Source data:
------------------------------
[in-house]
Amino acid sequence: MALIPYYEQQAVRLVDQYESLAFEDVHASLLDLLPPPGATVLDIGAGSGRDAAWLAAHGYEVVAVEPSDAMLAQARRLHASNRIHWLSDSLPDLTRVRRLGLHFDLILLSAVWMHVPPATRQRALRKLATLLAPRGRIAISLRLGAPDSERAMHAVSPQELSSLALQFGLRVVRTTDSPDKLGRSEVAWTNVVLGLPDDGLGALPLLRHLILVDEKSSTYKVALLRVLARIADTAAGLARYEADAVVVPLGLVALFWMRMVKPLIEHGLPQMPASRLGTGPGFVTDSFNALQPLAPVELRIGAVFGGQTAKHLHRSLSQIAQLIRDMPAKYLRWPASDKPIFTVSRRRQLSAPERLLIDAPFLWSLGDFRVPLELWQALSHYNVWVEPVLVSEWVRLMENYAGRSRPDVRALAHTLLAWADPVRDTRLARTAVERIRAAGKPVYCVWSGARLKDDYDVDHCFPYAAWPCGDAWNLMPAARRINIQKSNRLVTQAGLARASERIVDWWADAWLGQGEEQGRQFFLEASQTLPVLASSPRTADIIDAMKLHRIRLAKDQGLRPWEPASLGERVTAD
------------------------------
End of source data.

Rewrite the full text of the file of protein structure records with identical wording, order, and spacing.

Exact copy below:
[in-house]
Amino acid sequence: MALIPYYEQQAVRLVDQYESLAFEDVHASLLDLLPPPGATVLDIGAGSGRDAAWLAAHGYEVVAVEPSDAMLAQARRLHASNRIHWLSDSLPDLTRVRRLGLHFDLILLSAVWMHVPPATRQRALRKLATLLAPRGRIAISLRLGAPDSERAMHAVSPQELSSLALQFGLRVVRTTDSPDKLGRSEVAWTNVVLGLPDDGLGALPLLRHLILVDEKSSTYKVALLRVLARIADTAAGLARYEADAVVVPLGLVALFWMRMVKPLIEHGLPQMPASRLGTGPGFVTDSFNALQPLAPVELRIGAVFGGQTAKHLHRSLSQIAQLIRDMPAKYLRWPASDKPIFTVSRRRQLSAPERLLIDAPFLWSLGDFRVPLELWQALSHYNVWVEPVLVSEWVRLMENYAGRSRPDVRALAHTLLAWADPVRDTRLARTAVERIRAAGKPVYCVWSGARLKDDYDVDHCFPYAAWPCGDAWNLMPAARRINIQKSNRLVTQAGLARASERIVDWWADAWLGQGEEQGRQFFLEASQTLPVLASSPRTADIIDAMKLHRIRLAKDQGLRPWEPASLGERVTAD